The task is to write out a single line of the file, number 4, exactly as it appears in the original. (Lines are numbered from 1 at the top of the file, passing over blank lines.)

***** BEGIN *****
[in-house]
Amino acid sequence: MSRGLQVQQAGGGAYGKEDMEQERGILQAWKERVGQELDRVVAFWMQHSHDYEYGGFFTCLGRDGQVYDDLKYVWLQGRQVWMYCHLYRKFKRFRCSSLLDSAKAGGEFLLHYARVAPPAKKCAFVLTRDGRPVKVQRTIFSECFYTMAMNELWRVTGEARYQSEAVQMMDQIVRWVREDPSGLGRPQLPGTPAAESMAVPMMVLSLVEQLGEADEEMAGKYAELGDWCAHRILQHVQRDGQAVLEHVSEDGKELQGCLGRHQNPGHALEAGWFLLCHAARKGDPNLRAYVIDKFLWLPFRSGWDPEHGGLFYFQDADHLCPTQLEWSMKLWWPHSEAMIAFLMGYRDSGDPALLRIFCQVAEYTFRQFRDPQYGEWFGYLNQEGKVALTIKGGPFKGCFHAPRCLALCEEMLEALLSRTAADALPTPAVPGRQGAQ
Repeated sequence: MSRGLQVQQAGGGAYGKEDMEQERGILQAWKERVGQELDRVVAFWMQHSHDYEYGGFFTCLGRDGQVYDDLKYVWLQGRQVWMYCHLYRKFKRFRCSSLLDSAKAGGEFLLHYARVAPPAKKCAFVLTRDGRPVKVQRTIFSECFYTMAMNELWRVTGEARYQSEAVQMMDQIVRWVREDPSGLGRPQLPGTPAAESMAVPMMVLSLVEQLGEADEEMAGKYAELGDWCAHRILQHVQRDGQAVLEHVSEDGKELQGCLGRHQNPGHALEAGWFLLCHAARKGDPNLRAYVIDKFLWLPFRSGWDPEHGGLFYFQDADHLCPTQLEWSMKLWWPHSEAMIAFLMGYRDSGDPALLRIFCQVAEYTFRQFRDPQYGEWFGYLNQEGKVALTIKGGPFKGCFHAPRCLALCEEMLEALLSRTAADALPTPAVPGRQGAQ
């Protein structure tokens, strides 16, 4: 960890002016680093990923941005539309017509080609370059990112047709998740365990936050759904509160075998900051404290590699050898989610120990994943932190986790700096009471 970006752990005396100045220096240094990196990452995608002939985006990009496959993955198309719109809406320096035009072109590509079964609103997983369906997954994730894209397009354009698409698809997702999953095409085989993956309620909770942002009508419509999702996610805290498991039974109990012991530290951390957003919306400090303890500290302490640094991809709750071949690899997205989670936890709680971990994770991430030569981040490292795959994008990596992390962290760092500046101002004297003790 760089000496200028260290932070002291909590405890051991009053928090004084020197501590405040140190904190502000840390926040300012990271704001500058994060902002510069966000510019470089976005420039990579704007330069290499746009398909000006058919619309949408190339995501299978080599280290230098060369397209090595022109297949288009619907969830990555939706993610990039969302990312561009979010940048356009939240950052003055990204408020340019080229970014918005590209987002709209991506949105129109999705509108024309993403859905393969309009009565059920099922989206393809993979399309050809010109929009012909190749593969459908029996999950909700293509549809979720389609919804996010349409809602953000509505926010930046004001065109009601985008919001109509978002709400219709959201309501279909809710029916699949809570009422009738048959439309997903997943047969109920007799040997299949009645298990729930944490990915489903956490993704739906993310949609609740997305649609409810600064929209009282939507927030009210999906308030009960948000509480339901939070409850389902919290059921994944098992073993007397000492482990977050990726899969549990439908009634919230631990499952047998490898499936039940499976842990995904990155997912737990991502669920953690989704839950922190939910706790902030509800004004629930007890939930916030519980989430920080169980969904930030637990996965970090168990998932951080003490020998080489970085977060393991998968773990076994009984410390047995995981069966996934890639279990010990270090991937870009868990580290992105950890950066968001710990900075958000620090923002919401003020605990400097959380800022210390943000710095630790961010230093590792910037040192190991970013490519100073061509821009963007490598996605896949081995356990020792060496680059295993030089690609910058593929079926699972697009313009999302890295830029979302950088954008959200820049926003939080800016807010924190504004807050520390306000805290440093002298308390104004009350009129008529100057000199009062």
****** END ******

């Protein structure tokens, strides 16, 4: 960890002016680093990923941005539309017509080609370059990112047709998740365990936050759904509160075998900051404290590699050898989610120990994943932190986790700096009471 970006752990005396100045220096240094990196990452995608002939985006990009496959993955198309719109809406320096035009072109590509079964609103997983369906997954994730894209397009354009698409698809997702999953095409085989993956309620909770942002009508419509999702996610805290498991039974109990012991530290951390957003919306400090303890500290302490640094991809709750071949690899997205989670936890709680971990994770991430030569981040490292795959994008990596992390962290760092500046101002004297003790 760089000496200028260290932070002291909590405890051991009053928090004084020197501590405040140190904190502000840390926040300012990271704001500058994060902002510069966000510019470089976005420039990579704007330069290499746009398909000006058919619309949408190339995501299978080599280290230098060369397209090595022109297949288009619907969830990555939706993610990039969302990312561009979010940048356009939240950052003055990204408020340019080229970014918005590209987002709209991506949105129109999705509108024309993403859905393969309009009565059920099922989206393809993979399309050809010109929009012909190749593969459908029996999950909700293509549809979720389609919804996010349409809602953000509505926010930046004001065109009601985008919001109509978002709400219709959201309501279909809710029916699949809570009422009738048959439309997903997943047969109920007799040997299949009645298990729930944490990915489903956490993704739906993310949609609740997305649609409810600064929209009282939507927030009210999906308030009960948000509480339901939070409850389902919290059921994944098992073993007397000492482990977050990726899969549990439908009634919230631990499952047998490898499936039940499976842990995904990155997912737990991502669920953690989704839950922190939910706790902030509800004004629930007890939930916030519980989430920080169980969904930030637990996965970090168990998932951080003490020998080489970085977060393991998968773990076994009984410390047995995981069966996934890639279990010990270090991937870009868990580290992105950890950066968001710990900075958000620090923002919401003020605990400097959380800022210390943000710095630790961010230093590792910037040192190991970013490519100073061509821009963007490598996605896949081995356990020792060496680059295993030089690609910058593929079926699972697009313009999302890295830029979302950088954008959200820049926003939080800016807010924190504004807050520390306000805290440093002298308390104004009350009129008529100057000199009062």